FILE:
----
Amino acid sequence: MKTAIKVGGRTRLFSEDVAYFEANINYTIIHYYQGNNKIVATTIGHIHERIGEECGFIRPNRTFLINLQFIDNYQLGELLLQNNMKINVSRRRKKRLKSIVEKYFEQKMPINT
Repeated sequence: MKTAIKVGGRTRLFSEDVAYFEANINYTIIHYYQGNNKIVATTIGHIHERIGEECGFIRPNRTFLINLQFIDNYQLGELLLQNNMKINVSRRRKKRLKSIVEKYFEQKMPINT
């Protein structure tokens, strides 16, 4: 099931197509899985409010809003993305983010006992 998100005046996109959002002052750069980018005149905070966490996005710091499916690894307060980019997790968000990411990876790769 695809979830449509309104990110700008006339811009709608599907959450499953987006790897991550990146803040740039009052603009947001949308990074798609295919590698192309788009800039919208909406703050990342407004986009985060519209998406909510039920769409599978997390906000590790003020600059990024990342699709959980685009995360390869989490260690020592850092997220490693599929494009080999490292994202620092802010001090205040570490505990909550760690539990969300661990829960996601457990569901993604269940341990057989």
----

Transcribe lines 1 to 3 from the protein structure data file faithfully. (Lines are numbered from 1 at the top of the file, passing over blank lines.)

Amino acid sequence: MKTAIKVGGRTRLFSEDVAYFEANINYTIIHYYQGNNKIVATTIGHIHERIGEECGFIRPNRTFLINLQFIDNYQLGELLLQNNMKINVSRRRKKRLKSIVEKYFEQKMPINT
Repeated sequence: MKTAIKVGGRTRLFSEDVAYFEANINYTIIHYYQGNNKIVATTIGHIHERIGEECGFIRPNRTFLINLQFIDNYQLGELLLQNNMKINVSRRRKKRLKSIVEKYFEQKMPINT
């Protein structure tokens, strides 16, 4: 099931197509899985409010809003993305983010006992 998100005046996109959002002052750069980018005149905070966490996005710091499916690894307060980019997790968000990411990876790769 695809979830449509309104990110700008006339811009709608599907959450499953987006790897991550990146803040740039009052603009947001949308990074798609295919590698192309788009800039919208909406703050990342407004986009985060519209998406909510039920769409599978997390906000590790003020600059990024990342699709959980685009995360390869989490260690020592850092997220490693599929494009080999490292994202620092802010001090205040570490505990909550760690539990969300661990829960996601457990569901993604269940341990057989």